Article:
[Manvi Khanna is a Research Fellow at Vidhi Centre for Legal Policy and Hitoishi Sarkar a fifth-year law student at Gujarat National Law University.
This post first appeared as an article in the Deccan Herald]
The G20’s Sustainable Finance Working Group’s recent emphasis on the need to establish a green finance ecosystem has brought to the limelight the challenges that impede India’s green finance efforts. A crucial component of a credible green finance ecosystem is a shared understanding of what constitutes ‘green’, attainable through a green taxonomy that aligns with international standards. As India takes on the G20 presidency with climate change as a key agenda item, it has a valuable opportunity to advance global sustainability initiatives by fostering an international consensus on what qualifies as ‘green’. This shared understanding would curb information asymmetry and prevent greenwashing while directing capital towards truly green financial activities. Additionally, it would provide a standardised approach for financial institutions, regulators, companies, investors, and policymakers to identify, develop, and finance green projects, thus facilitating India’s green finance efforts. This post outlines India’s efforts so far in formulating a green taxonomy and offers policymakers insights on charting a future course for India’s green taxonomy.
India’s efforts so far in developing a green taxonomy
While India’s green taxonomy is still a work in progress, notable strides have been made by financial sector regulators such as the Securities Exchange Board of India (‘SEBI’), the Reserve Bank of India (‘RBI’) and the International Financial Services Centres Authority (‘IFSCA’) in promoting green finance. In 2017, SEBI formalised the disclosure requirements for the issuance and listing of green debt securities in its attempt to fillip sustainable finance in India. It defined broad areas where funds may be allocated to qualify a debt security as green, including renewable energy and clean transportation. This was later subsumed into the SEBI (Issue and Listing of Non-Convertible Securities) Regulations, 2021 and the definition expanded this year to include blue bonds, yellow bonds and transition bonds as subcategories of green debt securities.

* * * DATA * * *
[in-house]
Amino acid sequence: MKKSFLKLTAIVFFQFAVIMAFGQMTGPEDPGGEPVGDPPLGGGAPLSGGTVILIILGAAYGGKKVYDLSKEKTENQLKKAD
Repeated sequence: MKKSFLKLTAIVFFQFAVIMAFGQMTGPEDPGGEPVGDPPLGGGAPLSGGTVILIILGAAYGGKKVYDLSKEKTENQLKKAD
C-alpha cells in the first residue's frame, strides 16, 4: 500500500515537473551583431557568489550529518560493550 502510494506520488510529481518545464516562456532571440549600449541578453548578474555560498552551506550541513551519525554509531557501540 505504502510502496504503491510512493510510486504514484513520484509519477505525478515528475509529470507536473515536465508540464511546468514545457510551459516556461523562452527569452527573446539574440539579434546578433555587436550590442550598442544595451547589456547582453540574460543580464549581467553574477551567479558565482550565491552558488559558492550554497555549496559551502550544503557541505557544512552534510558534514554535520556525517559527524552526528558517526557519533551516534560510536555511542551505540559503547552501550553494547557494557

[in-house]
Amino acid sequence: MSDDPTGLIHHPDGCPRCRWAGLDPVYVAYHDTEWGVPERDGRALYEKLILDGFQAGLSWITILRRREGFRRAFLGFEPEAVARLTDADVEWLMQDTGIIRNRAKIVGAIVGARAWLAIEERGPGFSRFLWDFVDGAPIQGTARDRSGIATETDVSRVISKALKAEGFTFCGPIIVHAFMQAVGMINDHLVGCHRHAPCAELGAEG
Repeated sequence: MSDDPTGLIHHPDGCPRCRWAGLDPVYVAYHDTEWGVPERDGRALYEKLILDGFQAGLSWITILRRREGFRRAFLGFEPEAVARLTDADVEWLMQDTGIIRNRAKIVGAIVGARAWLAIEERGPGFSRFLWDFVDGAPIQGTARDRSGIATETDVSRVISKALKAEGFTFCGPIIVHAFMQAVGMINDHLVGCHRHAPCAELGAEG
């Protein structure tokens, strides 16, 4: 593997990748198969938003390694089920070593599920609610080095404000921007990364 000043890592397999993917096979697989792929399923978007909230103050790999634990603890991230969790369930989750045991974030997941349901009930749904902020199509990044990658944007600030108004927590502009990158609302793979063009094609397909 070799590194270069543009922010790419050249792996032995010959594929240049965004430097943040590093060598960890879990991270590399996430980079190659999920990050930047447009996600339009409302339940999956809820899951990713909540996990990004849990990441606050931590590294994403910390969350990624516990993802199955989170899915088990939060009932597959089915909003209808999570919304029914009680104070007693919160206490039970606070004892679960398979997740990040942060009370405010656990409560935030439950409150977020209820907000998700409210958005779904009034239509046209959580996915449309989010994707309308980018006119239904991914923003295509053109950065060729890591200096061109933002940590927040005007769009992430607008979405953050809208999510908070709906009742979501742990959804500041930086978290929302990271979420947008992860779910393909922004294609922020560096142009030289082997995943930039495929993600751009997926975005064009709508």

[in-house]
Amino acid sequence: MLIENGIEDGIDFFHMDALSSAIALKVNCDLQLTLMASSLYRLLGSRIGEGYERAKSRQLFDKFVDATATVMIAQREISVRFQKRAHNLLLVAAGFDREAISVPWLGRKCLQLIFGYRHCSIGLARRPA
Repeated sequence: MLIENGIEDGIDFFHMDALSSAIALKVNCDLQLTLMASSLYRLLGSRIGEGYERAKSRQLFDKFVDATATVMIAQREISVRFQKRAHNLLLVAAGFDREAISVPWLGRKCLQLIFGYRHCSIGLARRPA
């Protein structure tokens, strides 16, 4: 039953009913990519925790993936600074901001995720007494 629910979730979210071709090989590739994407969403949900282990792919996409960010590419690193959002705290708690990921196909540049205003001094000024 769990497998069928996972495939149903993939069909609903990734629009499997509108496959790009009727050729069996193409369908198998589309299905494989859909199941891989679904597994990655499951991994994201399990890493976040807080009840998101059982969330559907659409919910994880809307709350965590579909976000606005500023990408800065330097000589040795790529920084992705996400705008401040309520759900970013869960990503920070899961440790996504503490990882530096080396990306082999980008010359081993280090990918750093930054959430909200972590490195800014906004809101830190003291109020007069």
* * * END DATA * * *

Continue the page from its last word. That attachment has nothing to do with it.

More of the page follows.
The absence of a green taxonomy regarding assets to be financed through green bonds and the potential harm of greenwashing posed by it was specifically highlighted in the SEBI Consultation Paper on ‘Green and Blue Bonds as a mode of Sustainable Finance’. Additionally, it highlighted the reluctance amongst bankers and lenders in financing green bonds as well as issuers of green bonds due to the lack of domestic green assessment criteria. SEBI has also made attempts to improve sustainability reporting in India. In terms of disclosure requirements, in 2021, SEBI introduced the more comprehensive Business Responsibility and Sustainability Reporting Framework, which contains principle-wise detailed environmental, social and governance disclosures that apply to the top thousand listed companies, including banking companies.
India’s central bank, the RBI, has also echoed the critical need for a green taxonomy. In 2022, it released a Discussion Paper on Climate Risk and Sustainable Finance, providing entities regulated by it with broad guidance on how their governance arrangements, strategies and risk management structures need to be recalibrated to account for climate risks. Tasked with addressing greenwashing concerns without an official green taxonomy, the RBI recently released a Framework for acceptance of Green Deposits which mandates regulated entities to formulate a comprehensive Board-approved policy on green deposits. Interestingly, much like SEBI, the RBI has also stuck with an approach of providing broad categories of activities for which allocation of proceeds raised from green deposits may be utilised until an official green taxonomy is finalised.